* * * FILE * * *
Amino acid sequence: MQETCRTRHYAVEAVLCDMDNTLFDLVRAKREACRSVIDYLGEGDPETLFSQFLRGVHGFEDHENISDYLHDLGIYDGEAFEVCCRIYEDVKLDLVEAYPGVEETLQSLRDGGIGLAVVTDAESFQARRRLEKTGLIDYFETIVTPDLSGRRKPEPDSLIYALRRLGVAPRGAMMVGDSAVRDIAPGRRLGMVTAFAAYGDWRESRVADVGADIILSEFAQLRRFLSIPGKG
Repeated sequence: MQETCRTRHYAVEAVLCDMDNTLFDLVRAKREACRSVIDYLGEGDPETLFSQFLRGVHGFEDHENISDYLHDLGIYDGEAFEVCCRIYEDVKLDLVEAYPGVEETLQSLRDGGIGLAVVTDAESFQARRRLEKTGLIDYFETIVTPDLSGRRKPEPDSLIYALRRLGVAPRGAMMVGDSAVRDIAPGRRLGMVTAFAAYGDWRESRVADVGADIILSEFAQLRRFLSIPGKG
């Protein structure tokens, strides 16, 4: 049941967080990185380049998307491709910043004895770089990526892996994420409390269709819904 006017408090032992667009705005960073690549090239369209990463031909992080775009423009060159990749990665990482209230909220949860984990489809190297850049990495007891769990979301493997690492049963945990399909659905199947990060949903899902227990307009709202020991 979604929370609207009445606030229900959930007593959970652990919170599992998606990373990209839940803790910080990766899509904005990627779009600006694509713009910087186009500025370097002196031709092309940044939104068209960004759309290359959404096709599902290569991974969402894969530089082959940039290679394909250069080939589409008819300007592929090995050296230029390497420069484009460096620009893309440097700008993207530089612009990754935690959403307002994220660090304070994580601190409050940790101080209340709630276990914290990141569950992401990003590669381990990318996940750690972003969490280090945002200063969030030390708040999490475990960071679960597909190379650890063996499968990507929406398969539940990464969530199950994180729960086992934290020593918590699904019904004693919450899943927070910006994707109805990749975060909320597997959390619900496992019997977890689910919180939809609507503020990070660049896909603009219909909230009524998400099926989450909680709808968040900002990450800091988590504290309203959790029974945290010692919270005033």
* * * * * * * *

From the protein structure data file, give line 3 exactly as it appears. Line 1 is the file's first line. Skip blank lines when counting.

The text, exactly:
């Protein structure tokens, strides 16, 4: 049941967080990185380049998307491709910043004895770089990526892996994420409390269709819904 006017408090032992667009705005960073690549090239369209990463031909992080775009423009060159990749990665990482209230909220949860984990489809190297850049990495007891769990979301493997690492049963945990399909659905199947990060949903899902227990307009709202020991 979604929370609207009445606030229900959930007593959970652990919170599992998606990373990209839940803790910080990766899509904005990627779009600006694509713009910087186009500025370097002196031709092309940044939104068209960004759309290359959404096709599902290569991974969402894969530089082959940039290679394909250069080939589409008819300007592929090995050296230029390497420069484009460096620009893309440097700008993207530089612009990754935690959403307002994220660090304070994580601190409050940790101080209340709630276990914290990141569950992401990003590669381990990318996940750690972003969490280090945002200063969030030390708040999490475990960071679960597909190379650890063996499968990507929406398969539940990464969530199950994180729960086992934290020593918590699904019904004693919450899943927070910006994707109805990749975060909320597997959390619900496992019997977890689910919180939809609507503020990070660049896909603009219909909230009524998400099926989450909680709808968040900002990450800091988590504290309203959790029974945290010692919270005033």